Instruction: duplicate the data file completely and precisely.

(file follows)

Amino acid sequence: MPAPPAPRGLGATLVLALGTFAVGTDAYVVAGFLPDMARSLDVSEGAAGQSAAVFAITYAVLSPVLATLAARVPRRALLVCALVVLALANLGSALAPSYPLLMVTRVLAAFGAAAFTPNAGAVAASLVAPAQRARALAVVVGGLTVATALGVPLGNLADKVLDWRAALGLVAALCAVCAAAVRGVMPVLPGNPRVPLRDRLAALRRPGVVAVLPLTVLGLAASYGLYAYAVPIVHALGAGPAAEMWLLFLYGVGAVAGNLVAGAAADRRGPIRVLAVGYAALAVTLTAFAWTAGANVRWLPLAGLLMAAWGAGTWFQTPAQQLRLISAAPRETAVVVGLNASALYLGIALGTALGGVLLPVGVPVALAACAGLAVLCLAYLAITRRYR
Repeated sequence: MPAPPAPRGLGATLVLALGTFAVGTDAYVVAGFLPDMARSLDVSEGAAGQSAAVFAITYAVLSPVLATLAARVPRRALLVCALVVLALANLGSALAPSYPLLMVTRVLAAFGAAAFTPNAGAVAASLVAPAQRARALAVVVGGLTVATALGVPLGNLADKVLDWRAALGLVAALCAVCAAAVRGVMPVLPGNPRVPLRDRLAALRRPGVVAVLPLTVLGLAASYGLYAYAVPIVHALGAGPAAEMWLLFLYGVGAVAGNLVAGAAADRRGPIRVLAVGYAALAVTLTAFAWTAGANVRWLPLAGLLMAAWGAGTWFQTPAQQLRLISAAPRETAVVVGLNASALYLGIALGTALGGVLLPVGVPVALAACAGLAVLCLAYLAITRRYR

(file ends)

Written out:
Amino acid sequence: MPAPPAPRGLGATLVLALGTFAVGTDAYVVAGFLPDMARSLDVSEGAAGQSAAVFAITYAVLSPVLATLAARVPRRALLVCALVVLALANLGSALAPSYPLLMVTRVLAAFGAAAFTPNAGAVAASLVAPAQRARALAVVVGGLTVATALGVPLGNLADKVLDWRAALGLVAALCAVCAAAVRGVMPVLPGNPRVPLRDRLAALRRPGVVAVLPLTVLGLAASYGLYAYAVPIVHALGAGPAAEMWLLFLYGVGAVAGNLVAGAAADRRGPIRVLAVGYAALAVTLTAFAWTAGANVRWLPLAGLLMAAWGAGTWFQTPAQQLRLISAAPRETAVVVGLNASALYLGIALGTALGGVLLPVGVPVALAACAGLAVLCLAYLAITRRYR
Repeated sequence: MPAPPAPRGLGATLVLALGTFAVGTDAYVVAGFLPDMARSLDVSEGAAGQSAAVFAITYAVLSPVLATLAARVPRRALLVCALVVLALANLGSALAPSYPLLMVTRVLAAFGAAAFTPNAGAVAASLVAPAQRARALAVVVGGLTVATALGVPLGNLADKVLDWRAALGLVAALCAVCAAAVRGVMPVLPGNPRVPLRDRLAALRRPGVVAVLPLTVLGLAASYGLYAYAVPIVHALGAGPAAEMWLLFLYGVGAVAGNLVAGAAADRRGPIRVLAVGYAALAVTLTAFAWTAGANVRWLPLAGLLMAAWGAGTWFQTPAQQLRLISAAPRETAVVVGLNASALYLGIALGTALGGVLLPVGVPVALAACAGLAVLCLAYLAITRRYR